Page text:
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Chemainus finds education in psychosis

Keyboardist Mike Young of Proud Animal plays during a recent presentation by the ReachOut Psychosis tour at Chemainus Secondary School. - Nick Bekolay
Keyboardist Mike Young of Proud Animal plays during a recent presentation by the ReachOut Psychosis tour at Chemainus Secondary School.
— image credit: Nick Bekolay

A touring band with a twist recently paid a visit to Chemainus Secondary School.

Proud Animal dropped by the school recently to back up Barbara Adler, Gavin Youngash and Mike Young, spokespersons for the ReachOut Psychosis tour, as they spoke to students at CSS regarding psychosis prevention and intervention.

Through music, humour and student participation, Adler and Youngash stripped away students’ misconceptions about psychosis ­— defined by Adler as a “cluster of symptoms that include hallucinations, behavioural and personality changes, paranoia and delusions.”

They then taught them how to spot the signs and symptoms of mental illness and obtain help for themselves or their friends.

After a comical exchange of novel high-fives between Adler and a student volunteer, the band rocked out during one of several musical interludes. Youngash then invited a handful of teens to participate in a demonstration designed to convey to students what someone suffering from psychosis might experience.

He asked one volunteer to play the role of the afflicted person and had them tell the audience about their day. Meanwhile, the remaining volunteers were asked to dance around the “victim,” touch them on the shoulder or whisper in their ear to mimic the effects of visual, tactile and auditory hallucinations.

When asked how someone might feel after coping with these types of distractions for a day or even a week, Youngash said students often answer with “exhausted,” a reaction echoed by the day’s “victim,” a student named Elizabeth.

Adler put the exercise into context following its conclusion.

“We like to point out,” Adler said to the audience, “that even though that demo is often very funny — we see some amazing dance moves — if this were happening in real life, if all of these hallucinations were real, it obviously wouldn’t be funny.”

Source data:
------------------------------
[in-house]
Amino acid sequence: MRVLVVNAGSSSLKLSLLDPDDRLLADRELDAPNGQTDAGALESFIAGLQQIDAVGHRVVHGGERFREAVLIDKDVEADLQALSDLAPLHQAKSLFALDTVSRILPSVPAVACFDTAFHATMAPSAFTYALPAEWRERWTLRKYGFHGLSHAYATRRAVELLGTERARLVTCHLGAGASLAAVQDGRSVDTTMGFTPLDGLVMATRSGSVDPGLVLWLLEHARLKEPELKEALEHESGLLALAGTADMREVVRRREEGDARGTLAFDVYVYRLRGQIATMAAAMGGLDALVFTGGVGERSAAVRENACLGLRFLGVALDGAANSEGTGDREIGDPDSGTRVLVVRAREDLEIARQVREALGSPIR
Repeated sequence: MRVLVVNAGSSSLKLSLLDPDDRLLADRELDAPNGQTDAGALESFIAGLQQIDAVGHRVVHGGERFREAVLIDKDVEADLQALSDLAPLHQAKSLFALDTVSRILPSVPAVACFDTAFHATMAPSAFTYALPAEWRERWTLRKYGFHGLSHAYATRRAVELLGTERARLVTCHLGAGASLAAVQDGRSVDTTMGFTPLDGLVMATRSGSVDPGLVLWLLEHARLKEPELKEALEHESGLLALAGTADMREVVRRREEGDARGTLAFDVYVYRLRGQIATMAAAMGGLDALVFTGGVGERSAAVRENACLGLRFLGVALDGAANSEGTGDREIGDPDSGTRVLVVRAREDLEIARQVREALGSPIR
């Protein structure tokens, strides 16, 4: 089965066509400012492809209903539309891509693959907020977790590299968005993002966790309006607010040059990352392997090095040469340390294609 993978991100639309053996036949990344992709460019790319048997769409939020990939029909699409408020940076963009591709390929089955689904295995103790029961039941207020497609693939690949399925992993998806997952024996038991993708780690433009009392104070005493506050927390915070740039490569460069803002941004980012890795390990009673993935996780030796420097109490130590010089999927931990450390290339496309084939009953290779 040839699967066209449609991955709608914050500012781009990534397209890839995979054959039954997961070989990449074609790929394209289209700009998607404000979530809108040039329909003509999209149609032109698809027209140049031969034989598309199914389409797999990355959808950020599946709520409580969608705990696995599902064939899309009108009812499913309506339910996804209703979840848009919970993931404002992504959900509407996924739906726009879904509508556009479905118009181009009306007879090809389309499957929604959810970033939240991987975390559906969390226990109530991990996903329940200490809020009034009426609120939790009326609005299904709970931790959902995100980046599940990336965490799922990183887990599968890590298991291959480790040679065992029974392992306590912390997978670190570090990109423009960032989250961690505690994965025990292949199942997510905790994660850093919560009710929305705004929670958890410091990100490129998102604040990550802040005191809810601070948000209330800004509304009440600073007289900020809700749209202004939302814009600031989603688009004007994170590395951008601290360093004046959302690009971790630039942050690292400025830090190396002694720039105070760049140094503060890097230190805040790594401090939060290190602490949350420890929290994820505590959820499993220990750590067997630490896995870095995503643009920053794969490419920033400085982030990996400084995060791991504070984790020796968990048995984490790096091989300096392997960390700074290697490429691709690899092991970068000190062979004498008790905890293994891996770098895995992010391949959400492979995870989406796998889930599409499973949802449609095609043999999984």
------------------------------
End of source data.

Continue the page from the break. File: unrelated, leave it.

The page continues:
She segued into a discussion regarding the signs and symptoms of psychosis, referring to the exercise to help draw answers out of students.

Adler then reviewed a variety of ways in which students can help maintain a healthy balance in their lives, sharing the stage with Young as he disclosed the risks to a person’s mental health posed by drugs and alcohol.

The show concluded with a review of support and intervention services available to students, and judging from the number of students approaching the stage following the show, it was well received.

Adler has been involved with ReachOut for “six or seven years,” she said. They tour for six weeks each school year and play additional shows while at home in Vancouver. Touring as extensively as they do has helped their message reach a multitude of students.

“We hit our 100,000th student last February,” Adler added, “and since then, we’ve seen a few more thousand people.”

“We start the presentation asking if anyone’s heard of psychosis,” she added. “A lot of them put their hands up. We ask them if anyone wants to define it and that’s when we get answers like ‘It’s being crazy’ or uneducated answers. Some kids don’t want to talk about it, but by the end, you can feel them loosening up.

“We get a lot of students coming up to us after the show to tell us that they’re going through it themselves or that they’re concerned about a friend. It can really make a difference.”

More information on psychosis prevention and intervention is available on ReachOut’s website.

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